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July 2009

Selecting an EMR: Ready, Set......Go Compare!

A comprehensive and disciplined ambulatory electronic medical record (EMR) selection process not only leads to the selection of a suitable EMR for a physician office, but also creates the blueprint for a successful implementation. Procuring an EMR is important, but unfortunately the poor implementation of even the most suitable EMR will lead to a failed EMR implementation. Modern Healthcare reported that 19% of ambulatory EMR implementations had failed and the EMRs de-installed among 800 respondents to a 2007 Medical Records Institute survey. This number did not include ambulatory EMR implementation projects abandoned before being completed. These unfortunate situations are avoidable and are more typically related to poor implementations rather than poor EMR selections. Preparation and execution of a comprehensive EMR selection process will not only lead to the selection of a suitable EMR, but also illuminate the passageway to a successful implementation.

Over the next 5 years the physician incentives in the ARRA/Stimulus Package will help pay for the purchase and meaningful use of office EMRs and will subsequently lead to record numbers of physicians seeking and implementing EMRs. This has raised the concern that physicians may hurry into the EMR selection and implementation quagmire without adequate preparation. Educating physicians on health information technology (HIT) issues, including the selection and implementation of EMRs, is perhaps the most important way to help physicians avoid failed implementations. These developments and concerns are the impetus for a new series of Digitized Medicine medblogs called, “EMR Selection: Ready, Set……Go Compare!”.  A second series, "EMR Implementations: I’ve Selected an EMR. Now What?”, will be developed concurrently. The goal is to create a physician resource of best practices for the selection and implementation of office EMRs.

The EMR Selection Guide (miniaturized below) is a one-page conceptual overview of this process:

Selecting EMR

The time frames in blue boxes on the left side are relevant for small physician offices with a dedicated project manager who facilitates the efforts. The time frame will be longer for larger offices, for offices lacking a dedicated project resource or for offices with more time constraints. The time frame can be shortened by adding more project resources and/or providing more resource time to the effort.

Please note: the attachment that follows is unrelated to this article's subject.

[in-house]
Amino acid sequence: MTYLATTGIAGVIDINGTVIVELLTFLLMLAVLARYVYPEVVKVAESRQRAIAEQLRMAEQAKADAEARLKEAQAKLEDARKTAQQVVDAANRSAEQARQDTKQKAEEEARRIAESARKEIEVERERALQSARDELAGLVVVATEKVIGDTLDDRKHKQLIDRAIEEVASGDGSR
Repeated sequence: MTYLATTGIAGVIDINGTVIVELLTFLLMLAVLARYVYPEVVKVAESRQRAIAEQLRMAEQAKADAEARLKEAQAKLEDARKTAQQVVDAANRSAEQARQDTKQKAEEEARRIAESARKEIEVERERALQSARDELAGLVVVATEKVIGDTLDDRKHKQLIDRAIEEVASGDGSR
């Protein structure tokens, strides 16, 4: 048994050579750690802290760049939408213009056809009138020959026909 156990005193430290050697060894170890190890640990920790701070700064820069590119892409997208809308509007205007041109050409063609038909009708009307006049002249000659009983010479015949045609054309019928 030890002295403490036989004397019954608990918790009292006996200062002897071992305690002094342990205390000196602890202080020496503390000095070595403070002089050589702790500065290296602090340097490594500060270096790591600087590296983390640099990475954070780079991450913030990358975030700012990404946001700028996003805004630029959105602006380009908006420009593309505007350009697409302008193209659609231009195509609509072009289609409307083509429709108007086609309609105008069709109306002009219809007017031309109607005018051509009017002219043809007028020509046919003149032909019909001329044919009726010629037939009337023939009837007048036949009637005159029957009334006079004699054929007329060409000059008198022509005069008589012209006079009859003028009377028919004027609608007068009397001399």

The Action Items in the middle column are the specific tasks for office physicians and staff to work through during the selection process.  Although an office physician may choose to lead the EMR selection project himself or to assign one of his staff to lead the effort, the amount of effort and time involved should be carefully considered. One blog will delineate the effort involved and make a reasonable case for hiring an outside consultant, project manager or advisor to manage the EMR selection and implementation. It is very easy for internally managed selection and implementation efforts to take a lower priority to daily office activities and result in a suffering effort that may languish.

The Objectives column on the right identifies the purpose and goals of each phase of the EMR selection. In Month 1 the office is getting ready not only for the EMR selection, but also for the implementation. In Month 2 the office is continuing preparation activities and getting set up for the successful evaluation and comparison of an EMR that meets their needs. The results of these activities will later play important roles during contract negotiations and the implementation process as well. In Months 3-4 the active comparison of EMR vendors and products takes place along with continued preparation for an EMR. At the end of Month 4 an EMR is selected and contract negotiations begin.

This guide and the medblogs to follow are derived from ongoing personal research on the best practices for EMR implementations. Relevant references and websites are listed below and will be added to as appropriate. I hope physicians will find the information useful and I look forward to your comments.

Relevant references:

1. Arnold S. Guide to the Electronic Medical Practice: Strategies to Succeed, Pitfalls to Avoid. HIMSS. 2007.

2. DOQ-IT (Doctor’s Office Quality- Information Technology). Electronic Health Record Implementation in Physician Offices: Critical Success Factors

3. Forrester Research. Electronic Medical Records: A Buyer’s Guide for Small Physician Practices. California Health Foundation, October 2003.

4. HIMSS Ambulatory Paperless Clinics Work Group. EHR Implementation in Ambulatory Care. 2007.

5. Holbrook A, et al. A Critical Pathway for Electronic Medical Record Selection. Proc AMIA Symp. 2001;264-268.

6. Keshavjee K, et al. Best Practices in EMR Implementation: A Systematic Review. Proc 11th International Symposium on Health Information Management Research- iSHIMR 2006.

7. Larkin, H. How to do an RFP for an EHR. Medical Economics. Jan. 19, 2007.

8. Marcus, David D., Lubrano, John. Electronic Medical Record Implementation Guide. Texas Medical Association. 2007.

9. McDowell SW, Wahl R, Michelson J. Herding Cats: The Challenges of EMR Vendor Selection. Journal of Healthcare Information Management. 2003; 17(3):17.

10. Miller J. Implementing the Electronic Health Record: Case Studies and Strategies for Success. HIMSS. 2005.

11. Smith D, Mancini MN. A Physician’s Perspective: Deploying the EMR. Journal of Healthcare Information Management. 2003; 16(2):71.

Websites:

1. American Medical Directors of Information Systems (AMDIS) http://www.amdis.org